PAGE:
Mistaken predictions lead to fear of things that are not going to happen. Why are people making mistakes in predictions about Artificial Intelligence and robotics, so that Oren Etzioni, I, and others, need to spend time pushing back on them?

Below I outline seven ways of thinking that lead to mistaken predictions about robotics and Artificial Intelligence. We find instances of these ways of thinking in many of the predictions about our AI future. I am going to first list the four such general topic areas of such predictions that I notice, along with a brief assessment of where I think they currently stand.

A. Artificial General Intelligence. Research on AGI is an attempt to distinguish a thinking entity from current day AI technology such as Machine Learning. Here the idea is that we will build autonomous agents that operate much like beings in the world. This has always been my own motivation for working in robotics and AI, but the recent successes of AI are not at all like this.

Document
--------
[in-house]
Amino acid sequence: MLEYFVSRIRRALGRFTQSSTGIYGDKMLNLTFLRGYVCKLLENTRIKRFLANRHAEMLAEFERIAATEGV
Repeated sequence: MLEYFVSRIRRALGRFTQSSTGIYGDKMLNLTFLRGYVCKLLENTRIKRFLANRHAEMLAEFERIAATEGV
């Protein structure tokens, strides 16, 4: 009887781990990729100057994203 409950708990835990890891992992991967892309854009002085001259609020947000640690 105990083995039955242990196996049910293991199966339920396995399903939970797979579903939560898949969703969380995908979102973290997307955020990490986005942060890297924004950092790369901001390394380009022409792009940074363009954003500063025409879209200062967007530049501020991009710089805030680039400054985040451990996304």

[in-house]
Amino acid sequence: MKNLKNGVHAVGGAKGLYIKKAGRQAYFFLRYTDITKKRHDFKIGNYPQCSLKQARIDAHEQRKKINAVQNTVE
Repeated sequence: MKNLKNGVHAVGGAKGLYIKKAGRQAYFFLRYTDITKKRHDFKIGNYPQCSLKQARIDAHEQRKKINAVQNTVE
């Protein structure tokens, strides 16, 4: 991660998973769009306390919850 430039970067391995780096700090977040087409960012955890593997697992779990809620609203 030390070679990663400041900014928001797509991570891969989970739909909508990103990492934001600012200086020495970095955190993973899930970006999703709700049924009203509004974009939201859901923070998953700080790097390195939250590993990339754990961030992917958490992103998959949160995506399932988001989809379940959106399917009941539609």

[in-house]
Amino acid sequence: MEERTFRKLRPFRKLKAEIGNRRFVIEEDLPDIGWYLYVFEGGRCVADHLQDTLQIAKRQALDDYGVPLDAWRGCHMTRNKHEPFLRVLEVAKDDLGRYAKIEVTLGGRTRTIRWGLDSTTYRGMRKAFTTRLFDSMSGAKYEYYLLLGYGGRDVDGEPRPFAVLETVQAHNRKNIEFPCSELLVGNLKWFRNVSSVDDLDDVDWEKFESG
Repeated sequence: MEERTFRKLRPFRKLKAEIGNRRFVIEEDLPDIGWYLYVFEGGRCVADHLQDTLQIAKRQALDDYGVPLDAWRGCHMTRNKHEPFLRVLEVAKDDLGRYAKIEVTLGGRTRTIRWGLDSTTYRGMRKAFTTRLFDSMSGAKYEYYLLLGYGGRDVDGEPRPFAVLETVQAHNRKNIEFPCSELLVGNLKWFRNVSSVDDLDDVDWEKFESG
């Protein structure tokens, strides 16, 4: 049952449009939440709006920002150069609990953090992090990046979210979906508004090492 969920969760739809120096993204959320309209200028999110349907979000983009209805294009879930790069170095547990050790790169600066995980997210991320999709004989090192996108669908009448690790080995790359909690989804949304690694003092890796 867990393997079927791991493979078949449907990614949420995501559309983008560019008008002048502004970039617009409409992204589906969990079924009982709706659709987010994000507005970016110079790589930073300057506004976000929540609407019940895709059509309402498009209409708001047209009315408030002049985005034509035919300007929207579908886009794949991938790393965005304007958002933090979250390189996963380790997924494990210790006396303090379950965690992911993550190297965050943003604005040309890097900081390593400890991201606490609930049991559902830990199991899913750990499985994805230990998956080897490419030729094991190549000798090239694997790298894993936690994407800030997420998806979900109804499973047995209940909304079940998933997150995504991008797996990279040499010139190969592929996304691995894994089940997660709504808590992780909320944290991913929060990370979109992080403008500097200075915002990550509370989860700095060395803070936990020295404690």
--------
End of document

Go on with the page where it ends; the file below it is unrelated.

Some people think that all AI is an instance of AGI, but as the word “general” would imply, AGI aspires to be much more general than current AI. Interpreting current AI as an instance of AGI makes it seem much more advanced and all encompassing that it really is.

Modern day AGI research is not doing at all well on being either general or getting to an independent entity with an ongoing existence. It mostly seems stuck on the same issues in reasoning and common sense that AI has had problems with for at least fifty years. Alternate areas such as Artificial Life, and Simulation of Adaptive Behavior did make some progress in getting full creatures in the eighties and nineties (these two areas and communities were where I spent my time during those years), but they have stalled.